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Quinn: 'If governance proposals aren't followed I'd be afraid of where Irish football goes next'

The former Ireland international went on to say that constructive talks had been held between his consortium and League of Ireland clubs.

Niall Quinn (file pic)
Niall Quinn (file pic)
Image: PA Archive/PA Images

NIALL QUINN HAS expressed his concern at the future of direction of Irish football if governance reform proposals aren’t implemented within the FAI.

Upcoming AGM and EGMs have once again thrust Irish football’s governing body back into the spotlight after months of controversy which resulted in former CEO John Delaney stepping away from his position – instead taking up a newly formed role as executive vice-president of the organisation.

FAI board members were this year publicly questioned by an oireachtas committee and have been under constant scrutiny over how the organisation is run. A series of controversies stemming from a €100,000 bridging loan made by Delaney to the organisation offered insight into how the association operates.

Speaking to FAI TV yesterday following a meeting with League of Ireland clubs, the former senior international expressed his concern over the future direction of the sport in this country.

“[The clubs] appeared content at this point that we’re not there to take something from them,” he said. “We’re using our skillset to enhance in the future what they have.

“How we can best do that is by maybe being part of an FAI Independent Board if that’s what comes out of the proposal approval.

“If the proposals aren’t brought through I’d be very afraid of where Irish football goes next.”

Quinn has been an outspoken critic of the FAI since the beginning of the association’s turbulent period.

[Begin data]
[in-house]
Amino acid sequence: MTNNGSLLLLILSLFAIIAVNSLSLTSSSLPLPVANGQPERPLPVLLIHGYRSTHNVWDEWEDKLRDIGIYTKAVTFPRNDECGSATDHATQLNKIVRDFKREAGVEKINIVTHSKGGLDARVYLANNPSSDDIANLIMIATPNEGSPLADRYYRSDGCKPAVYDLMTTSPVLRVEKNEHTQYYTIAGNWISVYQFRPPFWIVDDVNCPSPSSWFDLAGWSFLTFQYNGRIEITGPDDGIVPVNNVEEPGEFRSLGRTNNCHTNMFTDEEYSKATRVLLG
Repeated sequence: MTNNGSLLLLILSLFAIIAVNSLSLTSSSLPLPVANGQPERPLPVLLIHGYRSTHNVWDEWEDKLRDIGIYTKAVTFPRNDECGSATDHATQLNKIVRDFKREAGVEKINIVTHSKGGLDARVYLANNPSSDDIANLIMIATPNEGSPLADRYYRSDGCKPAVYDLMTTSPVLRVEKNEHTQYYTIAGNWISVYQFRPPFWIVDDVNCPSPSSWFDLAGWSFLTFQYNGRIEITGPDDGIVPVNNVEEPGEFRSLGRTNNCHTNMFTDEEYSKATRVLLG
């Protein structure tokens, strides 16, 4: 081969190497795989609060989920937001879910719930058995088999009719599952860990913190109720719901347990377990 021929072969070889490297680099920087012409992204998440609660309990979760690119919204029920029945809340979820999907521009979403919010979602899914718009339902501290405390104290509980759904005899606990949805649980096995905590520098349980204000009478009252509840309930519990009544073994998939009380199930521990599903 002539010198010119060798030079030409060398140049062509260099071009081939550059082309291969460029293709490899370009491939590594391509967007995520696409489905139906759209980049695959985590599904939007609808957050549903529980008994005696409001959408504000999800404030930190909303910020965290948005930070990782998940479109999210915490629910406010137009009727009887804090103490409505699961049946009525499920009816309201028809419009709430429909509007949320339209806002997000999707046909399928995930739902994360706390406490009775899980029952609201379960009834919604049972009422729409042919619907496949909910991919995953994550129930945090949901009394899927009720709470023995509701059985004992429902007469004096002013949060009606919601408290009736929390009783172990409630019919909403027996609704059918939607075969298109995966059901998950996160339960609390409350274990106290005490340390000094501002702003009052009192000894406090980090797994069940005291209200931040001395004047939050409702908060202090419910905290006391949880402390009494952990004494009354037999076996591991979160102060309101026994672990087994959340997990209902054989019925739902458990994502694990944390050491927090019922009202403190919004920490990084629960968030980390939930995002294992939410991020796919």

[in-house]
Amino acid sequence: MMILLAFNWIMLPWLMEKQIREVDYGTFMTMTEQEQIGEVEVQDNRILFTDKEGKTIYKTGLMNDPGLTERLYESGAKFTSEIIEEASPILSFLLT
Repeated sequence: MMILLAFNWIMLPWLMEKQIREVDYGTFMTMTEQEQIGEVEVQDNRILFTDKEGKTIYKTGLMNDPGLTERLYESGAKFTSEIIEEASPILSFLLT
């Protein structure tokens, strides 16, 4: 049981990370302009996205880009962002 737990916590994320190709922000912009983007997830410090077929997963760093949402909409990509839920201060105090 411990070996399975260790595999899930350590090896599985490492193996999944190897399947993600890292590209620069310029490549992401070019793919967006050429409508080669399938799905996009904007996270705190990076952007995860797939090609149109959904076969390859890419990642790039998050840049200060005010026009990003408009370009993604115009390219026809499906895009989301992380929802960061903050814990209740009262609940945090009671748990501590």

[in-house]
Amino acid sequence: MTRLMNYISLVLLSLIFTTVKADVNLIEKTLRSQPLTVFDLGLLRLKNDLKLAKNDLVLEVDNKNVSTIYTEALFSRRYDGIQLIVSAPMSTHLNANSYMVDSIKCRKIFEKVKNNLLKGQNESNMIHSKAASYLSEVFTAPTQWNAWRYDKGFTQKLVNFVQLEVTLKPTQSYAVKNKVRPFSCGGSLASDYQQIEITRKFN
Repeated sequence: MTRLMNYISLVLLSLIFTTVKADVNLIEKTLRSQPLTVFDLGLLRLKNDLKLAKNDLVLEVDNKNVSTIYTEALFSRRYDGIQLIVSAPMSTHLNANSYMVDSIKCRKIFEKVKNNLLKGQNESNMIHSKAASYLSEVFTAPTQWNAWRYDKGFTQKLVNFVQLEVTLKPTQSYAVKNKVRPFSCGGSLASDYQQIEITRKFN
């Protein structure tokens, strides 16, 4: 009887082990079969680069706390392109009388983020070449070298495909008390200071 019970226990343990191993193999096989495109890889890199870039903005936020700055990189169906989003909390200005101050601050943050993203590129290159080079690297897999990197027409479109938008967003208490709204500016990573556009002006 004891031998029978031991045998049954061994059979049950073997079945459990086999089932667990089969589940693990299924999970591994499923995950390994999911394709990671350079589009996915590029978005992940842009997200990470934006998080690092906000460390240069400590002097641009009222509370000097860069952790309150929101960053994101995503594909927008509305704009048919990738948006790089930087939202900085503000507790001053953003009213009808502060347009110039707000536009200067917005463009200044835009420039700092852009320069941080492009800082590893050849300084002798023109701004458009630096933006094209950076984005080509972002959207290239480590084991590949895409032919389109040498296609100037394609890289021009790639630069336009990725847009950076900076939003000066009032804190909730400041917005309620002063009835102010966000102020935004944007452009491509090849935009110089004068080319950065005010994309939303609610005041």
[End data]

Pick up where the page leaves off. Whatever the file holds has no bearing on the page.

The former Ireland striker also commented on what he described as constructive discussions with clubs following the future of the domestic league.

The 52-year-old has been pushing to help reform how Irish football is organised at club level – setting out a document of targets he aims to reach and even convening a football forum last month.

“[Meeting the clubs] gave our group the chance to put a couple of misconceptions that were out there to bed,” he continued.

We got the chance to speak directly with the clubs on who we are, what are skillsets are and why we were there. [We explained] that we would only be there to help them should they want us as a resource to drive for change and better things – something I think the league is crying out for.

“I was delighted to get that chance. When you try and do it through the press or if you try keep quiet about things, it leads to some misunderstandings.

It was very good to get the clubs together and hear their pain, their worries and their fears. But also to see how positive they will be for a future be it with our resources if that is the one that’s taken or if it’s something else.

“There’s a feeling now that Irish football – particularly the league – is going one way and that’s up.”

He continued: “We’re not here to try take things from people. We’re here to say that we’re an interested group, full of people who want to put something back into the game.

We’d love to see some acceptance of our skillset and what we can achieve right through from the guys on our group who have turned small businesses into €100 million+ businesses, right the way through to Stephanie [Roche] – who’s dedication to the women’s game extends far past her own football.

“You can see how passionate she is about making women’s football as much a part of this journey.

“To get in a room to be able to show all that [...] it’s a real step in the right direction that they gave us great time.”

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